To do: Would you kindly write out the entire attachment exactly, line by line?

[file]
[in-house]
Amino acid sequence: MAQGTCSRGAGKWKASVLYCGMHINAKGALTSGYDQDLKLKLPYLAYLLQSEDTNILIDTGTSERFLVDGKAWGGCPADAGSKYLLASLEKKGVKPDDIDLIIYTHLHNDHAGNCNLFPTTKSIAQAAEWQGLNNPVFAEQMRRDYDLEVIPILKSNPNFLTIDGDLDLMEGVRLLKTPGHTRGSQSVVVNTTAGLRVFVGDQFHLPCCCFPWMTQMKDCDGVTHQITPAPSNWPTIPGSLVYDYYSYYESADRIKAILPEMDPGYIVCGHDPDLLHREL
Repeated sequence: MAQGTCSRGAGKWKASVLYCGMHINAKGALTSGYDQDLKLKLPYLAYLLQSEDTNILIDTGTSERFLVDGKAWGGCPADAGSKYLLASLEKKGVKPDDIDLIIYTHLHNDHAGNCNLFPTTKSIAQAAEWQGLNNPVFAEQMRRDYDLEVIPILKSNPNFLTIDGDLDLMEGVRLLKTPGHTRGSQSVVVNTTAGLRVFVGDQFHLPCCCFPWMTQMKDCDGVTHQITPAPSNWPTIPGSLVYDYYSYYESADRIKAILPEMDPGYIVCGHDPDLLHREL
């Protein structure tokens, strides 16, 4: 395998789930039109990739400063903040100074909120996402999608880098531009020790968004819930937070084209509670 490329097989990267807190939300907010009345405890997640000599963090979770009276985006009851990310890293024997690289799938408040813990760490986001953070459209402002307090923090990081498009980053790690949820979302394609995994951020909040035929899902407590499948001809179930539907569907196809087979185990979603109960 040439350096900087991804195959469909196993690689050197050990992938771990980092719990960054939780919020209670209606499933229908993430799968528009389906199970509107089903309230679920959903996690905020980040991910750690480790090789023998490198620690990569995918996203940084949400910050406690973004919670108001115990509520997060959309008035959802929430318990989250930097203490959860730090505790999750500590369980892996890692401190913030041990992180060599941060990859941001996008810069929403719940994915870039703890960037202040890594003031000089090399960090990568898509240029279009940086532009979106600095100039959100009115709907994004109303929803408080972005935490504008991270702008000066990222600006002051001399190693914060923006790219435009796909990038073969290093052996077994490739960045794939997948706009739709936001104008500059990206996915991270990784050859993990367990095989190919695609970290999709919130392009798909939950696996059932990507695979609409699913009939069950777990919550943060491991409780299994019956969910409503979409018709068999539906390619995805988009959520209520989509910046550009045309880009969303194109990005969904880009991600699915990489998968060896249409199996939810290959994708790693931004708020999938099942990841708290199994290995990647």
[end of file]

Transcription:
[in-house]
Amino acid sequence: MAQGTCSRGAGKWKASVLYCGMHINAKGALTSGYDQDLKLKLPYLAYLLQSEDTNILIDTGTSERFLVDGKAWGGCPADAGSKYLLASLEKKGVKPDDIDLIIYTHLHNDHAGNCNLFPTTKSIAQAAEWQGLNNPVFAEQMRRDYDLEVIPILKSNPNFLTIDGDLDLMEGVRLLKTPGHTRGSQSVVVNTTAGLRVFVGDQFHLPCCCFPWMTQMKDCDGVTHQITPAPSNWPTIPGSLVYDYYSYYESADRIKAILPEMDPGYIVCGHDPDLLHREL
Repeated sequence: MAQGTCSRGAGKWKASVLYCGMHINAKGALTSGYDQDLKLKLPYLAYLLQSEDTNILIDTGTSERFLVDGKAWGGCPADAGSKYLLASLEKKGVKPDDIDLIIYTHLHNDHAGNCNLFPTTKSIAQAAEWQGLNNPVFAEQMRRDYDLEVIPILKSNPNFLTIDGDLDLMEGVRLLKTPGHTRGSQSVVVNTTAGLRVFVGDQFHLPCCCFPWMTQMKDCDGVTHQITPAPSNWPTIPGSLVYDYYSYYESADRIKAILPEMDPGYIVCGHDPDLLHREL
């Protein structure tokens, strides 16, 4: 395998789930039109990739400063903040100074909120996402999608880098531009020790968004819930937070084209509670 490329097989990267807190939300907010009345405890997640000599963090979770009276985006009851990310890293024997690289799938408040813990760490986001953070459209402002307090923090990081498009980053790690949820979302394609995994951020909040035929899902407590499948001809179930539907569907196809087979185990979603109960 040439350096900087991804195959469909196993690689050197050990992938771990980092719990960054939780919020209670209606499933229908993430799968528009389906199970509107089903309230679920959903996690905020980040991910750690480790090789023998490198620690990569995918996203940084949400910050406690973004919670108001115990509520997060959309008035959802929430318990989250930097203490959860730090505790999750500590369980892996890692401190913030041990992180060599941060990859941001996008810069929403719940994915870039703890960037202040890594003031000089090399960090990568898509240029279009940086532009979106600095100039959100009115709907994004109303929803408080972005935490504008991270702008000066990222600006002051001399190693914060923006790219435009796909990038073969290093052996077994490739960045794939997948706009739709936001104008500059990206996915991270990784050859993990367990095989190919695609970290999709919130392009798909939950696996059932990507695979609409699913009939069950777990919550943060491991409780299994019956969910409503979409018709068999539906390619995805988009959520209520989509910046550009045309880009969303194109990005969904880009991600699915990489998968060896249409199996939810290959994708790693931004708020999938099942990841708290199994290995990647």